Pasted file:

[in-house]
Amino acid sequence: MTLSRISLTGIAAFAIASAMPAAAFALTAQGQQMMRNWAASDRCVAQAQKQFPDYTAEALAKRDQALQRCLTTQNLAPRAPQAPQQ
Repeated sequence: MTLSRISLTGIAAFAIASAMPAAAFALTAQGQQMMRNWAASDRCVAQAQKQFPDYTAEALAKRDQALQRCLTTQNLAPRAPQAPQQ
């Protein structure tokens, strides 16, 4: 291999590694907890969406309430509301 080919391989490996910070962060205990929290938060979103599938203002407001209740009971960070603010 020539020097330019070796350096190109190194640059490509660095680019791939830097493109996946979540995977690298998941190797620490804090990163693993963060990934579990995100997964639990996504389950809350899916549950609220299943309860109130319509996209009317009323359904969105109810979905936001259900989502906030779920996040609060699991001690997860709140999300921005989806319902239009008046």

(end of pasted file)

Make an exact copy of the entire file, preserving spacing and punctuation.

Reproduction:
[in-house]
Amino acid sequence: MTLSRISLTGIAAFAIASAMPAAAFALTAQGQQMMRNWAASDRCVAQAQKQFPDYTAEALAKRDQALQRCLTTQNLAPRAPQAPQQ
Repeated sequence: MTLSRISLTGIAAFAIASAMPAAAFALTAQGQQMMRNWAASDRCVAQAQKQFPDYTAEALAKRDQALQRCLTTQNLAPRAPQAPQQ
């Protein structure tokens, strides 16, 4: 291999590694907890969406309430509301 080919391989490996910070962060205990929290938060979103599938203002407001209740009971960070603010 020539020097330019070796350096190109190194640059490509660095680019791939830097493109996946979540995977690298998941190797620490804090990163693993963060990934579990995100997964639990996504389950809350899916549950609220299943309860109130319509996209009317009323359904969105109810979905936001259900989502906030779920996040609060699991001690997860709140999300921005989806319902239009008046």